Lee’s pushing of younger pols may sideline rivalFollowing President Lee Myung-bak’s declaration that the ruling Grand National Party leadership needs a “generational change” to win back young voters, a 53-year-old Lee loyalist declared his bid to run for chairman of the party.
Representative Chung Doo-un said he will help reform the conservative ruling party, which suffered a crushing defeat in the June 2 local elections. After its top officials stepped down, the GNP scheduled a convention next month to elect new leadership.
But Lee’s goal of reshaping the GNP will put him at further loggerheads with rival Park Geun-hye, who at 58 is considered to be of the older generation. Park yesterday reiterated her intention to stay out of the leadership race, and some politicians said “generational change” was simply a way of blocking her from running for president in two years.
On Monday, Lee declared he would replace his secretariat and cabinet with up-and-coming officials, and said the party needs reforms to better communicate with younger voters. His spokesman later said Lee seeks to hire talents in their 40s and early 50s.
“Although I am a Lee loyalist,” Representative Chung said Tuesday, “I have been very vocal about the government’s affairs, perhaps more critical than anyone inside the GNP. I am confident I can lead the party’s reform.”
Chung was the chief strategist for the ruling party campaign during the local elections, and said he admitted to his responsibility for the poor showing. But no one in the GNP can avoid blame, he said. “I want to be judged for my plan of generational change and conservative reform,” he said.
He dismissed the possibility that factional strife between pro-Lee and pro-Park Geun-hye lawmakers will intensify if he becomes the new leader, insisting that he has always valued unity and harmony between the factions.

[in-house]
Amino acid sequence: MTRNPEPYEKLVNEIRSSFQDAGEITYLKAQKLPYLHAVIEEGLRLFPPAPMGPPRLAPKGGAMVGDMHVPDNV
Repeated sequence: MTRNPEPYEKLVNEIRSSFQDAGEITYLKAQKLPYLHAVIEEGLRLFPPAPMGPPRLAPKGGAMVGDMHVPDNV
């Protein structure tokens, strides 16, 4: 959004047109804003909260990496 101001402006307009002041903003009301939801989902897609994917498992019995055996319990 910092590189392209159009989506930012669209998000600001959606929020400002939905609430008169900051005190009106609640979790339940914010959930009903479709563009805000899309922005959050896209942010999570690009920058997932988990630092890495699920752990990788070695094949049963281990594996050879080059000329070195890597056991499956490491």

While some of Park’s loyalists said they wanted the former GNP chairwoman to announce a bid for the head post, Park, 58, rejected the call. Asked if she will run for the party chairmanship, Park said yesterday: “I will not join the race.”
With Park out of the race, young, reformist lawmakers are expected to compete against Chung. Some senior lawmakers such as representatives Ahn Sang-soo and Hong Joon-pyo are still expected to run, but a group of first-term lawmakers are also known to be considering bids.
Kim Tae-ho, 48, the outgoing South Gyeongsang governor, is also expected to return to the party or join the government as his term ends at the end of this month.
The GNP’s new floor leader Kim Moo-sung yesterday backed the president’s call. Kim said the GNP’s convention next month will only attract young voters’ attention if young politicians become prominent. “That is the change that the people want from the GNP and that is the way for the GNP to survive,” he said.
Some, however, questioned the true intention of Lee’s “generational change.” Representative Park Jie-won, floor leader of the Democratic Party, implied yesterday that Lee was trying to block a presidential bid by Park Geun-hye.
By Ser Myo-ja [firstname.lastname@example.org]
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